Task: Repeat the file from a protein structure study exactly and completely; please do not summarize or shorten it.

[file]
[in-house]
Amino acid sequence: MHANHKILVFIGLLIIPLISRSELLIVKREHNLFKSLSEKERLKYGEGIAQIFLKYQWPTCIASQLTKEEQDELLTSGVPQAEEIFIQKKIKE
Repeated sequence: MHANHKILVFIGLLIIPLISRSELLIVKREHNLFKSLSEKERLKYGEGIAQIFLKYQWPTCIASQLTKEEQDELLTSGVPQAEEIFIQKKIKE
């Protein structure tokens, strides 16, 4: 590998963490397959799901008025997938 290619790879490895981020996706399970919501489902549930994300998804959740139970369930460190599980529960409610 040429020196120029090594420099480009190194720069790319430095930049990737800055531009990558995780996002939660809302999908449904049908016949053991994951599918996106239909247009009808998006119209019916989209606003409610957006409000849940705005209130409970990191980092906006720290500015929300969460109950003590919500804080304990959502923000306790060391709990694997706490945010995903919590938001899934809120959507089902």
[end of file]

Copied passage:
[in-house]
Amino acid sequence: MHANHKILVFIGLLIIPLISRSELLIVKREHNLFKSLSEKERLKYGEGIAQIFLKYQWPTCIASQLTKEEQDELLTSGVPQAEEIFIQKKIKE
Repeated sequence: MHANHKILVFIGLLIIPLISRSELLIVKREHNLFKSLSEKERLKYGEGIAQIFLKYQWPTCIASQLTKEEQDELLTSGVPQAEEIFIQKKIKE
């Protein structure tokens, strides 16, 4: 590998963490397959799901008025997938 290619790879490895981020996706399970919501489902549930994300998804959740139970369930460190599980529960409610 040429020196120029090594420099480009190194720069790319430095930049990737800055531009990558995780996002939660809302999908449904049908016949053991994951599918996106239909247009009808998006119209019916989209606003409610957006409000849940705005209130409970990191980092906006720290500015929300969460109950003590919500804080304990959502923000306790060391709990694997706490945010995903919590938001899934809120959507089902």